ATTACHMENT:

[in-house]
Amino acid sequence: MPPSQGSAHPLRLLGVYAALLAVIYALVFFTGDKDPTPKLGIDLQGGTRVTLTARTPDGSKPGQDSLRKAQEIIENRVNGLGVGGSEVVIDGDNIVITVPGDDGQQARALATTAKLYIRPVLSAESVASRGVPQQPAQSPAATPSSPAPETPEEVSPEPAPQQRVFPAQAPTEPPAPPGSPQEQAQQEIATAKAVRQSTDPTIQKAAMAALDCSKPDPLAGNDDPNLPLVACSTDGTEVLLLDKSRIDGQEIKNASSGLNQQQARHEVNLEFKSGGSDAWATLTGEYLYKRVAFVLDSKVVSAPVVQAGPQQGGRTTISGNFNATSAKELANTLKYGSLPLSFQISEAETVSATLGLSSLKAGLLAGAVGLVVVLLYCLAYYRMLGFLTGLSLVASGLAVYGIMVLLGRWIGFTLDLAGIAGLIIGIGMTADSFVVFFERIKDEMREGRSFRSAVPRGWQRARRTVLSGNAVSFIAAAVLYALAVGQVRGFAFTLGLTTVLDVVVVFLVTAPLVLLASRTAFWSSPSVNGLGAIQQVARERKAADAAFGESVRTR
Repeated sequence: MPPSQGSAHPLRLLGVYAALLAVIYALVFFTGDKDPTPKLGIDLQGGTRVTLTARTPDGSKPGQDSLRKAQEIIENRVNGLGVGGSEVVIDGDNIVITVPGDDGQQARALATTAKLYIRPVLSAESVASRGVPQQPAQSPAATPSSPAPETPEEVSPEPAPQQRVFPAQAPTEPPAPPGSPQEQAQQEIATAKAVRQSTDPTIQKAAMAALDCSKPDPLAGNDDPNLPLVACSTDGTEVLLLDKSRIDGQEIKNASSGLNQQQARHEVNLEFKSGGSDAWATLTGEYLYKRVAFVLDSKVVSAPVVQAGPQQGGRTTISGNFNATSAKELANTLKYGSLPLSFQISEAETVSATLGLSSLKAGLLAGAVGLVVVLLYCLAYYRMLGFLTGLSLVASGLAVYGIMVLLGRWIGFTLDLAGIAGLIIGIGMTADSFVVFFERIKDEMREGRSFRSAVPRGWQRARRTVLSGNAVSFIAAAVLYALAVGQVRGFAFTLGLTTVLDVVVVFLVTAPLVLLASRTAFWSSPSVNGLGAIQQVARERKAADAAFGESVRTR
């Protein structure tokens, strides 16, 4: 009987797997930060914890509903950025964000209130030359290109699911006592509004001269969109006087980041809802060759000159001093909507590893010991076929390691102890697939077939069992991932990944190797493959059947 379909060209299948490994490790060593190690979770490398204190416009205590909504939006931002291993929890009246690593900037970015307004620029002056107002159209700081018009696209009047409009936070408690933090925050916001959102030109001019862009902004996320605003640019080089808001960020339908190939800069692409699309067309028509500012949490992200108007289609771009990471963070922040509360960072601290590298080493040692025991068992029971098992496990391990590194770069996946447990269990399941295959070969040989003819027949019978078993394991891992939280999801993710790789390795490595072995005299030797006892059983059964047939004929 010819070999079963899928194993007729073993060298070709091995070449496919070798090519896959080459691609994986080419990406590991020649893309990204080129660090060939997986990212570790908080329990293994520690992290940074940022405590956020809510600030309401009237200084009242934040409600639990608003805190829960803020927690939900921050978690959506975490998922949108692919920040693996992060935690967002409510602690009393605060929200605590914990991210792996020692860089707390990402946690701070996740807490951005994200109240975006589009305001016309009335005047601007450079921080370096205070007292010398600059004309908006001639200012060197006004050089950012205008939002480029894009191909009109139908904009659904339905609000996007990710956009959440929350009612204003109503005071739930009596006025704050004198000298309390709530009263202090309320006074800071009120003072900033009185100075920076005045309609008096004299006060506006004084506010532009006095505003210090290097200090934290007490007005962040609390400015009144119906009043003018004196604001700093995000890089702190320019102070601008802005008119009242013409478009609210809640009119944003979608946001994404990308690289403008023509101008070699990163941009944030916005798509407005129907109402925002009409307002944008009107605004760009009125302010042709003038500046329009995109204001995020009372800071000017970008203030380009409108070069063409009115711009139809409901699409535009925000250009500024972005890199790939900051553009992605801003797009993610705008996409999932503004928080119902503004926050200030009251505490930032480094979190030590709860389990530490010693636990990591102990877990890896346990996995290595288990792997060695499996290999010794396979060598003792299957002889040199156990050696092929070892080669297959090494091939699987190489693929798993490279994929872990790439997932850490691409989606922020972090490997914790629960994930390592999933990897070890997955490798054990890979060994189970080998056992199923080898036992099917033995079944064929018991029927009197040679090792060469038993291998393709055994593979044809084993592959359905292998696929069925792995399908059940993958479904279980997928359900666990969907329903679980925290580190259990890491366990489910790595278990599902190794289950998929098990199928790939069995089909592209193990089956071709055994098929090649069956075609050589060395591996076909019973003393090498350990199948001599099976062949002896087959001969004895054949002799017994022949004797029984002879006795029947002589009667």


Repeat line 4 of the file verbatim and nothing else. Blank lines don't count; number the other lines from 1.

């Protein structure tokens, strides 16, 4: 009987797997930060914890509903950025964000209130030359290109699911006592509004001269969109006087980041809802060759000159001093909507590893010991076929390691102890697939077939069992991932990944190797493959059947 379909060209299948490994490790060593190690979770490398204190416009205590909504939006931002291993929890009246690593900037970015307004620029002056107002159209700081018009696209009047409009936070408690933090925050916001959102030109001019862009902004996320605003640019080089808001960020339908190939800069692409699309067309028509500012949490992200108007289609771009990471963070922040509360960072601290590298080493040692025991068992029971098992496990391990590194770069996946447990269990399941295959070969040989003819027949019978078993394991891992939280999801993710790789390795490595072995005299030797006892059983059964047939004929 010819070999079963899928194993007729073993060298070709091995070449496919070798090519896959080459691609994986080419990406590991020649893309990204080129660090060939997986990212570790908080329990293994520690992290940074940022405590956020809510600030309401009237200084009242934040409600639990608003805190829960803020927690939900921050978690959506975490998922949108692919920040693996992060935690967002409510602690009393605060929200605590914990991210792996020692860089707390990402946690701070996740807490951005994200109240975006589009305001016309009335005047601007450079921080370096205070007292010398600059004309908006001639200012060197006004050089950012205008939002480029894009191909009109139908904009659904339905609000996007990710956009959440929350009612204003109503005071739930009596006025704050004198000298309390709530009263202090309320006074800071009120003072900033009185100075920076005045309609008096004299006060506006004084506010532009006095505003210090290097200090934290007490007005962040609390400015009144119906009043003018004196604001700093995000890089702190320019102070601008802005008119009242013409478009609210809640009119944003979608946001994404990308690289403008023509101008070699990163941009944030916005798509407005129907109402925002009409307002944008009107605004760009009125302010042709003038500046329009995109204001995020009372800071000017970008203030380009409108070069063409009115711009139809409901699409535009925000250009500024972005890199790939900051553009992605801003797009993610705008996409999932503004928080119902503004926050200030009251505490930032480094979190030590709860389990530490010693636990990591102990877990890896346990996995290595288990792997060695499996290999010794396979060598003792299957002889040199156990050696092929070892080669297959090494091939699987190489693929798993490279994929872990790439997932850490691409989606922020972090490997914790629960994930390592999933990897070890997955490798054990890979060994189970080998056992199923080898036992099917033995079944064929018991029927009197040679090792060469038993291998393709055994593979044809084993592959359905292998696929069925792995399908059940993958479904279980997928359900666990969907329903679980925290580190259990890491366990489910790595278990599902190794289950998929098990199928790939069995089909592209193990089956071709055994098929090649069956075609050589060395591996076909019973003393090498350990199948001599099976062949002896087959001969004895054949002799017994022949004797029984002879006795029947002589009667």